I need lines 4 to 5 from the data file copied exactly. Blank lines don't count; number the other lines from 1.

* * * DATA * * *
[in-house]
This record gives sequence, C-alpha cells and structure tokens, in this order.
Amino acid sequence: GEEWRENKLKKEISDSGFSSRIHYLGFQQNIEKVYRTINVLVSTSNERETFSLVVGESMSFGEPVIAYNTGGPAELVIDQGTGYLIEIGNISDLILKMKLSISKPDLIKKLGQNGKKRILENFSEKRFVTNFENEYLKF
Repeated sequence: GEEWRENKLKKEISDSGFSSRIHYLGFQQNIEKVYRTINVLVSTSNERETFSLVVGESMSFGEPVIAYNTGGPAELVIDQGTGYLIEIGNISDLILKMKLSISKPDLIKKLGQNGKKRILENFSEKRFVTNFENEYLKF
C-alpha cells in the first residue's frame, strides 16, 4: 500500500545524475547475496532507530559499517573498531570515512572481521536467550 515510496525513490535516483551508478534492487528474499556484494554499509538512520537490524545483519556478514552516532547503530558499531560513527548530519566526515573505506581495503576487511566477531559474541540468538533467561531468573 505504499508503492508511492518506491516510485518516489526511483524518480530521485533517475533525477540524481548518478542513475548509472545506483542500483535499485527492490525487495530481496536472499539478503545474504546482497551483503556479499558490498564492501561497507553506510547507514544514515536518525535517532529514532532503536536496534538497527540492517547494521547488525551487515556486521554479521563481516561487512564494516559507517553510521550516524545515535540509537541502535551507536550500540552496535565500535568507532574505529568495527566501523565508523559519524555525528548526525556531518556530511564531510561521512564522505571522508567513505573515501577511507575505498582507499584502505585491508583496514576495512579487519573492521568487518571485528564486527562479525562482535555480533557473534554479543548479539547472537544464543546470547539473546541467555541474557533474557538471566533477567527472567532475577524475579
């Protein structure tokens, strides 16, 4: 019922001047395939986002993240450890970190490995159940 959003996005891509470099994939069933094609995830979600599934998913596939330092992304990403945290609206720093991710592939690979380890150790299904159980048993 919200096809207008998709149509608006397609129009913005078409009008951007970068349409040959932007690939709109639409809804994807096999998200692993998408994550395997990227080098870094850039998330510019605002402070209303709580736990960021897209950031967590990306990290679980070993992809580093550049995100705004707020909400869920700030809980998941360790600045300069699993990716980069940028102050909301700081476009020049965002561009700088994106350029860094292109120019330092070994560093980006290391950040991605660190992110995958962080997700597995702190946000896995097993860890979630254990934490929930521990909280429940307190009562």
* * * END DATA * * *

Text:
Repeated sequence: GEEWRENKLKKEISDSGFSSRIHYLGFQQNIEKVYRTINVLVSTSNERETFSLVVGESMSFGEPVIAYNTGGPAELVIDQGTGYLIEIGNISDLILKMKLSISKPDLIKKLGQNGKKRILENFSEKRFVTNFENEYLKF
C-alpha cells in the first residue's frame, strides 16, 4: 500500500545524475547475496532507530559499517573498531570515512572481521536467550 515510496525513490535516483551508478534492487528474499556484494554499509538512520537490524545483519556478514552516532547503530558499531560513527548530519566526515573505506581495503576487511566477531559474541540468538533467561531468573 505504499508503492508511492518506491516510485518516489526511483524518480530521485533517475533525477540524481548518478542513475548509472545506483542500483535499485527492490525487495530481496536472499539478503545474504546482497551483503556479499558490498564492501561497507553506510547507514544514515536518525535517532529514532532503536536496534538497527540492517547494521547488525551487515556486521554479521563481516561487512564494516559507517553510521550516524545515535540509537541502535551507536550500540552496535565500535568507532574505529568495527566501523565508523559519524555525528548526525556531518556530511564531510561521512564522505571522508567513505573515501577511507575505498582507499584502505585491508583496514576495512579487519573492521568487518571485528564486527562479525562482535555480533557473534554479543548479539547472537544464543546470547539473546541467555541474557533474557538471566533477567527472567532475577524475579